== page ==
Peninsula Community Church
Living Like Christ
January 22, 2017
Matthew 22:36-40“Teacher, which is the great commandment in the Law?” And he said to him, “You shall love the Lord your God with all your heart and with all your soul and with all your mind. This is the great and first commandment. And a second is like it: You shall love your neighbor as yourself. On these two commandments depend all the Law and the Prophets.”
For some time I have been working through this question of what does it mean to be Christlike. As I have navigated this thought process I have discovered and rediscovered some principles that I would like to share with you so that together we can grow and be more like Christ in all we do.
Before we look at the meaning of this passage perhaps it would help us to understand the context of the passage. In Jesus’ day it was not uncommon for the Pharisees, Sadducees, and the religious leaders to debate and argue the meaning of the law and which law or laws had more relevance to their life. In fact, the religious leaders of that day would often be divided and segregated around the laws they elevated as important. We might look at these religious leaders with disdain but we do the same thing so often. We try to elevate one law or commandment above another to show our spiritual superiority to others. We can also elevate one law that is our pet peeve and devalue other laws that do not seem to apply to us. I can remember growing up in the church as a teenager that it seemed that my spirituality was measured more by my outward appearance than the quality of my heart.
In our story today, we find that a young lawyer asking Jesus just such a question about the law. The lawyer’s basis for the question to see which law Jesus valued and which law he would place above the other laws. When Jesus gave His answer He surprised the religious leaders. Rather than selecting one law to be raised against all of the other laws, He summed up the whole law in just two statements. He stated that the law was simply defined as loving God and loving others as we would love ourself. He did not elevate one law above another but in essence He was saying that all of the law is important and what is most important is the attitude and mindset of keeping the law.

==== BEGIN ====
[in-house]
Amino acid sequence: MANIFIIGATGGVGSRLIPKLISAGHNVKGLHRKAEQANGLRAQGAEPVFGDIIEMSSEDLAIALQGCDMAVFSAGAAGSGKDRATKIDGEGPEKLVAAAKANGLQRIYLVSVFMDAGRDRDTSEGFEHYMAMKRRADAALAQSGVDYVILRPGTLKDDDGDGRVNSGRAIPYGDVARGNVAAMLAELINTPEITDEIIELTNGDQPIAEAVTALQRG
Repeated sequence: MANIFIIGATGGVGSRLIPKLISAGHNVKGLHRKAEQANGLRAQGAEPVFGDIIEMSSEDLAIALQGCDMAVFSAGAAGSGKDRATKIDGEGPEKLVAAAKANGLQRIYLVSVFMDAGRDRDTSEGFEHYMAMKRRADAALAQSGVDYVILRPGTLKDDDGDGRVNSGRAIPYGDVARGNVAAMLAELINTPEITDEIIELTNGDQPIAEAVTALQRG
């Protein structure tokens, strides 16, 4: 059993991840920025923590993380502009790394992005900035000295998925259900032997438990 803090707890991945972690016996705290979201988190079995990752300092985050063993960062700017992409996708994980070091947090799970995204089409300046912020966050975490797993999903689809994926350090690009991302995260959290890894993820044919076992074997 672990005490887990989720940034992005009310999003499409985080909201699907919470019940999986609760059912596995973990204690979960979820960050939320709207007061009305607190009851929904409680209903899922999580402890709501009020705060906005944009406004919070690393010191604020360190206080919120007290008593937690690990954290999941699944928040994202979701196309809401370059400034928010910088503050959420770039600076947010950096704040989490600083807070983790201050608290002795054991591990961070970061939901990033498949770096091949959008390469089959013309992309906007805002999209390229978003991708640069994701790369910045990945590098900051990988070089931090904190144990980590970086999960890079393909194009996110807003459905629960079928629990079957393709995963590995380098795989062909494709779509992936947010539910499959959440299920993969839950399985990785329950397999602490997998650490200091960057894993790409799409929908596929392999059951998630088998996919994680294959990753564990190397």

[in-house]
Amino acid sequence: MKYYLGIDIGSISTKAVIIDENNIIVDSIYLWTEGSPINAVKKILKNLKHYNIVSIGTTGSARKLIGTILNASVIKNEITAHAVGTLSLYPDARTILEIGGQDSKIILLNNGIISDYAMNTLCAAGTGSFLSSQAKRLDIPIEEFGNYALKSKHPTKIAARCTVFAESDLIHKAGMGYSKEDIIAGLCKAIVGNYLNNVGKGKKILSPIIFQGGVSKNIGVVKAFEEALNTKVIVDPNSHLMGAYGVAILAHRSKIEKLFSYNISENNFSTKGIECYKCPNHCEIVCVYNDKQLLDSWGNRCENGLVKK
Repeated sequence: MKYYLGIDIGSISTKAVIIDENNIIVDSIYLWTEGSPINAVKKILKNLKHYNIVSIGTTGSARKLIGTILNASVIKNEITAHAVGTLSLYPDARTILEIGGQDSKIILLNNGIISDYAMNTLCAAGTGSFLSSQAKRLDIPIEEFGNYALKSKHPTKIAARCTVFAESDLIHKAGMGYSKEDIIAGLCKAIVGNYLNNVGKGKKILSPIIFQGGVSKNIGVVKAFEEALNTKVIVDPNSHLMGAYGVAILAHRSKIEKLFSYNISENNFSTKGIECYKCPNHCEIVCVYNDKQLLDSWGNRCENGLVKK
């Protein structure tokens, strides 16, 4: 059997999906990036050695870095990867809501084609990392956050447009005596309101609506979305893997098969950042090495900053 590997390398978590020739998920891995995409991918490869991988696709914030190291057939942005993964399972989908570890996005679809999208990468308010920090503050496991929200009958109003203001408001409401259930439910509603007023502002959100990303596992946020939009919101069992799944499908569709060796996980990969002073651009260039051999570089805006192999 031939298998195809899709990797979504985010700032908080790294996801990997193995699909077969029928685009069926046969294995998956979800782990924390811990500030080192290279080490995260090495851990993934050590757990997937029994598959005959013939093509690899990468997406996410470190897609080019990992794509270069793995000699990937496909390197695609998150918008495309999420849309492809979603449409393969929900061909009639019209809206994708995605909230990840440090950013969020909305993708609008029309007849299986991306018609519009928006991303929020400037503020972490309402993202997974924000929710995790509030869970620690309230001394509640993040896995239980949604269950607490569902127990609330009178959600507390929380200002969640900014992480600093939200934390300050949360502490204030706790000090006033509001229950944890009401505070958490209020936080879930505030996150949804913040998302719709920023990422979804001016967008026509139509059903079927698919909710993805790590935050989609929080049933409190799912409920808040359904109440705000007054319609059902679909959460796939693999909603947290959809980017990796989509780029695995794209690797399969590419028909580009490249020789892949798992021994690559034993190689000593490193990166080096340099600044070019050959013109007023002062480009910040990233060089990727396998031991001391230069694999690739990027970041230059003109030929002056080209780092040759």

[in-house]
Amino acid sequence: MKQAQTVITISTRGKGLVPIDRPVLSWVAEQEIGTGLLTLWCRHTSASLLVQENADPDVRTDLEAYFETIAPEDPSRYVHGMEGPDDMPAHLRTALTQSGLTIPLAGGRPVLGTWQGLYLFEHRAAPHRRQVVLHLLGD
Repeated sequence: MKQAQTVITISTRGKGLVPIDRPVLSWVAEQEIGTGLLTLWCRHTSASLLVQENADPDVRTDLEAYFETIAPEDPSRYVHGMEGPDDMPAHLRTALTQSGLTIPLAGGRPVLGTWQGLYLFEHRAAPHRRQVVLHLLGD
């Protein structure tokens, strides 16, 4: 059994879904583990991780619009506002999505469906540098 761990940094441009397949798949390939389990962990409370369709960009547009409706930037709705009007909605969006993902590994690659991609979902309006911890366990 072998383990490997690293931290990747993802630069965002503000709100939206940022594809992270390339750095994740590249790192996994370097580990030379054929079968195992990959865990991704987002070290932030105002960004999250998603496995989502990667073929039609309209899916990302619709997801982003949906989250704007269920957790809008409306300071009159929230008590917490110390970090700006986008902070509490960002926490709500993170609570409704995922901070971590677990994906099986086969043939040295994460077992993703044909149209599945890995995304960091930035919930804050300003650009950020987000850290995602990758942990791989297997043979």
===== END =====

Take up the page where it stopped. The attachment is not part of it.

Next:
To understand this approach to the law, we must have a proper understanding of the meaning of love. To begin with love is not defined by selfishness and self-motivation. True love is a concept that is foreign to us in many ways because the word love has been abused and misused. Too often it is a ploy of guilt and dishonesty. How often have you heard someone say, “if you loved me you would do X”? A young man in the backseat of his car with a young girl might say “if you really loved me you would have sex with me.” That is bribery and guilt and that has no place in the scheme of love. Love and guilt never cohabit together. They are mutually exclusive and they are no way cut from the same cloth. Another negative response to love is the fact that a false love can become very self-centered rather than God-focused or others focused.